The character of the debate in the 1990s has changed for all of us. We have noted the considerable agreement on the facts of the global economy. In that regard, our views have converged. Accordingly, the debate among partisans has become less grounded in ideological and empirical concerns. At the same time, some divergence remains, but the debate has been solidly joined on grounds that will ultimately be resolved not by partisan writings but by events in the world economy. The current debate appears to be over not what we all would like or what ideology would prescribe but rather over what governments can do and will be able to do for people, given the rapidly escalating mobility of capital and, for that matter, people. That escalating mobility may very well prevent governments from enacting the type of expansive aid for the not-so-fortunate four-fifths of the income distribution that Reich would have the fortunate fifth finance. I suspect that when Robert Reich goes to print with his next best seller, he too will have seen this basic point: Transnational economic forces are imposing tight controls on the political affairs, even the democratic affairs, of people whose allegiances to countries are being relentlessly dissipated.
[1] Between the publication of Galbraith's theory of countervailing power in 1952 and his retirement from Harvard in 1978, total government outlays doubled in constant dollar terms and expanded as a percentage of gross national product (GNP) from 27 to 31 percent. Government's regulatory agencies' authority had expanded far more than expenditures. From the mid-1960s through the late 1970s, 20 major federal (social, environmental, and economic) regulatory agencies were created, raising the total count of major agencies by two-thirds (Weidenbaum 1981, p. 54). The total administrative costs of all federal regulatory agencies expanded in constant dollar terms by 142 percent in one decade alone, the 1970s, for an average real growth of over 14 percent a year. The costs businesses incurred from complying with the added regulations escalated even faster than the cost of administering the programs (Warren and Chilton 1990, p. 4).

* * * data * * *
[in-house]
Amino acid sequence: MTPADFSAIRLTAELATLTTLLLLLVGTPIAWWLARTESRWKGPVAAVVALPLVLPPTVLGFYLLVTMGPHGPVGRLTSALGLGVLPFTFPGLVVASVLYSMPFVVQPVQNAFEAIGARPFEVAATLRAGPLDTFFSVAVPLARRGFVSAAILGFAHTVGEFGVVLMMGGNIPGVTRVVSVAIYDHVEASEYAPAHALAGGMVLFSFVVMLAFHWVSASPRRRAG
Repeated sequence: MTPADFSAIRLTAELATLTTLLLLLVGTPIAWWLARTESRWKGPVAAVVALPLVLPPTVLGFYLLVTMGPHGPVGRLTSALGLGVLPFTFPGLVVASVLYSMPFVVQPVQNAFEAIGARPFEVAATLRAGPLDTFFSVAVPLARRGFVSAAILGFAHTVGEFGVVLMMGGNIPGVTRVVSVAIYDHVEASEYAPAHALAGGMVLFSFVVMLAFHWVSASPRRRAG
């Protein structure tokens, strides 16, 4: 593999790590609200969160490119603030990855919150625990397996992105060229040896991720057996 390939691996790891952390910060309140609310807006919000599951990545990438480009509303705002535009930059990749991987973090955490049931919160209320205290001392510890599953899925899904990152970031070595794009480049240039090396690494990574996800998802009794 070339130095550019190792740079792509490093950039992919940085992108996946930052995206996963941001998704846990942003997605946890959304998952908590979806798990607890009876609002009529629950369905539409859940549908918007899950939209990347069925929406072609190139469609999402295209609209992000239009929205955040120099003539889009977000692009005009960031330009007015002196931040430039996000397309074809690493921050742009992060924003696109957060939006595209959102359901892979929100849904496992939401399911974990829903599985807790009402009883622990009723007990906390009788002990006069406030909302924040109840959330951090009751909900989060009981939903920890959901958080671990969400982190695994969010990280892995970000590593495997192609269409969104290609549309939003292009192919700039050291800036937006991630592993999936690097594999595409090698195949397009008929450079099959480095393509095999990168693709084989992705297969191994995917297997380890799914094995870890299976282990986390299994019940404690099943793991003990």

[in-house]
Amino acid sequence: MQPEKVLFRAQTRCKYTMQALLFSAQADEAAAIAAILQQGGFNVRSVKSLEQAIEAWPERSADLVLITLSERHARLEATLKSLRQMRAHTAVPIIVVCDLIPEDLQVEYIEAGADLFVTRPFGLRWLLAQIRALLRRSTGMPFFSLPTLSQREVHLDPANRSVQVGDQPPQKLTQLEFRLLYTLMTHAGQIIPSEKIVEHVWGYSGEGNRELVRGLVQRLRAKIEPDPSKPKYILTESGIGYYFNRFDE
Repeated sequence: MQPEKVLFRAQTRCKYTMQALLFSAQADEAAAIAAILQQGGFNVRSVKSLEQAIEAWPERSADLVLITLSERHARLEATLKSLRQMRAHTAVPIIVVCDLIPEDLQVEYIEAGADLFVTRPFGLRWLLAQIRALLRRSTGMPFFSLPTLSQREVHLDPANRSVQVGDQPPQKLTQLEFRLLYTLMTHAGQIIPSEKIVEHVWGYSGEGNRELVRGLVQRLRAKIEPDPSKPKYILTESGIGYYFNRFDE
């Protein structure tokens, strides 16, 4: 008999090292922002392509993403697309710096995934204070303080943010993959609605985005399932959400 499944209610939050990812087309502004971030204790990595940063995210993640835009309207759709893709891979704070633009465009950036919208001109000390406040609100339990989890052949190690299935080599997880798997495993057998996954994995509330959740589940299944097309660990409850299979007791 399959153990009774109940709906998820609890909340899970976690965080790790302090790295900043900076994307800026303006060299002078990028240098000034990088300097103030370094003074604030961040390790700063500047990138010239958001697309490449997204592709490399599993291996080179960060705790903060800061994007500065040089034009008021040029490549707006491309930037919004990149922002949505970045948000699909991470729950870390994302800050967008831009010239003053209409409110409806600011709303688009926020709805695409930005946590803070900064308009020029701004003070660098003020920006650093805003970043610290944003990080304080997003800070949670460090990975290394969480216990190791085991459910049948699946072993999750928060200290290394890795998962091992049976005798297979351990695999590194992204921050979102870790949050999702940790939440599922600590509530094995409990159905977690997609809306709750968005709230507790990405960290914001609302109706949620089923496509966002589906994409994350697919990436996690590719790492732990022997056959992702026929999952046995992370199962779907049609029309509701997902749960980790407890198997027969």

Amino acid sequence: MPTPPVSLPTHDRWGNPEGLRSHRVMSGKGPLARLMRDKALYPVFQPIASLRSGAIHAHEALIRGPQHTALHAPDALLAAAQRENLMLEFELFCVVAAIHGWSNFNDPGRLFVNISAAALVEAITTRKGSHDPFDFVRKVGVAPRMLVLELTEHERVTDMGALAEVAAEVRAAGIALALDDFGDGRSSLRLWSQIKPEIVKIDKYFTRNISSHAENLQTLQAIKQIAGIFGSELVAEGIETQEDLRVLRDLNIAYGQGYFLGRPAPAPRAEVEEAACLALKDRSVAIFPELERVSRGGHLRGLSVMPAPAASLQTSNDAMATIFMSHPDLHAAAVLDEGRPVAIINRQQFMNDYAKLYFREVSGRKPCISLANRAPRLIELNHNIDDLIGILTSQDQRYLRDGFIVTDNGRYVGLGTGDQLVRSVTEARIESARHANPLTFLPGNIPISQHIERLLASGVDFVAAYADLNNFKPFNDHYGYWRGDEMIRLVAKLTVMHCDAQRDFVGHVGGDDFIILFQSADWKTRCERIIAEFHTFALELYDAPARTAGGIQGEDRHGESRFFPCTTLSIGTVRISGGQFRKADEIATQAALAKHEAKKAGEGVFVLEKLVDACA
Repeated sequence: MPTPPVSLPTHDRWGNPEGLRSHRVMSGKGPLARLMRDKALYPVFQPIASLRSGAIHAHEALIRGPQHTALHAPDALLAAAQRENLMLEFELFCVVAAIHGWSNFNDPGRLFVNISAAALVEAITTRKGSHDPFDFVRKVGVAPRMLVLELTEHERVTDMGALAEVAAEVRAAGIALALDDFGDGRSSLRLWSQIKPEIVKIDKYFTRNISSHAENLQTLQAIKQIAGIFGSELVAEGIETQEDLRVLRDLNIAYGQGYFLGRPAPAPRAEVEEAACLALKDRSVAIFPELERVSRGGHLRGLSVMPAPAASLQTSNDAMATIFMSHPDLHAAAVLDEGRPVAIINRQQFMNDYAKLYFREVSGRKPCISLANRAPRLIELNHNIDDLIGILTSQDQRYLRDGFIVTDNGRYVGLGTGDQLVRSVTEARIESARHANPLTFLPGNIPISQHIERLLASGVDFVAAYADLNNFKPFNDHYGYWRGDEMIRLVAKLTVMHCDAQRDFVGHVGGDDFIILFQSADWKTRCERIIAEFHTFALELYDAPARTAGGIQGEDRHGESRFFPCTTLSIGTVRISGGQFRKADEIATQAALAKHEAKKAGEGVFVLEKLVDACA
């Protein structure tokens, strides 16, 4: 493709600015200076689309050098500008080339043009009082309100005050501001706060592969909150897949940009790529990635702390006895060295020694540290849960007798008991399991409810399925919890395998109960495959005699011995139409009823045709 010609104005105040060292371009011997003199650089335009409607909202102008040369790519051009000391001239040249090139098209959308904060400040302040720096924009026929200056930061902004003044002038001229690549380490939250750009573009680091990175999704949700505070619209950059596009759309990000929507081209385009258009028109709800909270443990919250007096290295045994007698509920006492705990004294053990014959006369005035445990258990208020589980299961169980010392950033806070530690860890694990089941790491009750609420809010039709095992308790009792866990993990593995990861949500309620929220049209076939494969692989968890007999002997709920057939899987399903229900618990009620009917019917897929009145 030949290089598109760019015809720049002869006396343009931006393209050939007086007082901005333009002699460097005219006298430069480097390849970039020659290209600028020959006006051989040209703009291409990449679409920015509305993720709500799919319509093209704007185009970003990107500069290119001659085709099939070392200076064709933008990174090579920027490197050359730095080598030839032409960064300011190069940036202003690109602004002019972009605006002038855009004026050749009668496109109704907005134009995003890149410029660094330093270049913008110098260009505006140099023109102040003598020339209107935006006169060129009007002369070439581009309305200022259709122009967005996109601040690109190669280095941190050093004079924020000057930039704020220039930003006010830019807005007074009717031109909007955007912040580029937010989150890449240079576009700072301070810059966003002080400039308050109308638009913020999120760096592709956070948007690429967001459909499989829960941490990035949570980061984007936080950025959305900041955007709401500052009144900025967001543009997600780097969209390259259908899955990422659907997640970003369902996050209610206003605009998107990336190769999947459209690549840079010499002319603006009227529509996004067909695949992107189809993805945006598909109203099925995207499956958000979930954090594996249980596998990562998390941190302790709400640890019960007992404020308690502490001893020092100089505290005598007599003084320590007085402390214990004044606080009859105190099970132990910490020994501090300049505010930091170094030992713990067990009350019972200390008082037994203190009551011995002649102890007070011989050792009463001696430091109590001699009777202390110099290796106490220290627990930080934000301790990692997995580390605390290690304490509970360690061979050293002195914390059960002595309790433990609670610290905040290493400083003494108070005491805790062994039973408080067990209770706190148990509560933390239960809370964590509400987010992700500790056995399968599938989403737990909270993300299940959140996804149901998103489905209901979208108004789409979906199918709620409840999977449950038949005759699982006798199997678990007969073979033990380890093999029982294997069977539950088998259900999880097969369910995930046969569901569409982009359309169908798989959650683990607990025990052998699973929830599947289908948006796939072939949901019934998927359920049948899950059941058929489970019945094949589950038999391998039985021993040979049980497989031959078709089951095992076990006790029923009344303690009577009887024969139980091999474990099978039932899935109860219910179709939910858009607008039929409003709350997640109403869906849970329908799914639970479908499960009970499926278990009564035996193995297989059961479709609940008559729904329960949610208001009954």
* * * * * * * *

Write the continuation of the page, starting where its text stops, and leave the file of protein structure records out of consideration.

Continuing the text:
[2] Reich (1983, p. 232) writes, "America's free market has been supplanted by interlocking networks of subsidiaries, conglomerate headquarters, and financial institutions, through which industrial assets are rearranged and managers are recirculated, but from which new products and processes rarely emerge." Galbraith (1967, p. 6) had, in The New Industrial State,-already declared that
we have an economic system which, whatever its formal ideological billing, is to a substantial part a planned economy. The initiative in deciding what is to be produced comes not from the sovereign consumer who, through the market, issues the instructions that bend the productive mechanism to his ultimate will. Rather it comes from the great producing organization which reaches forward to control the markets that it is presumed to serve and, beyond, to bend the customer to its needs.
[3] Many of the benefits of so-called paper entrepreneurship are covered in Weidenbaum and Chilton (1988).
[4] The changes in the role of the U.S. government in the economy during the 1980s are chartered in McKenzie and Lee (1991, chap. 8).
[5] The details of those arguments are covered in McKenzie (1988).
[6] Reich (1991, p. 67) writes, "[T]he core American corporation would plan and implement the production of a large volume of goods. The large volume of goods would create significant economies of scale, thus reducing the cost of producing each unit. By coordinating with other core corporations, prices could be set high enough to ensure substantial revenues," which would be shared with managers and union members alike. Reich does not say where the core corporations get the power in the first place to plan and implement long production runs. Presumably, they must engage in price and nonprice competition to take over a major share of the market, which hardly represents the type of power normally associated with monopolies or cartels.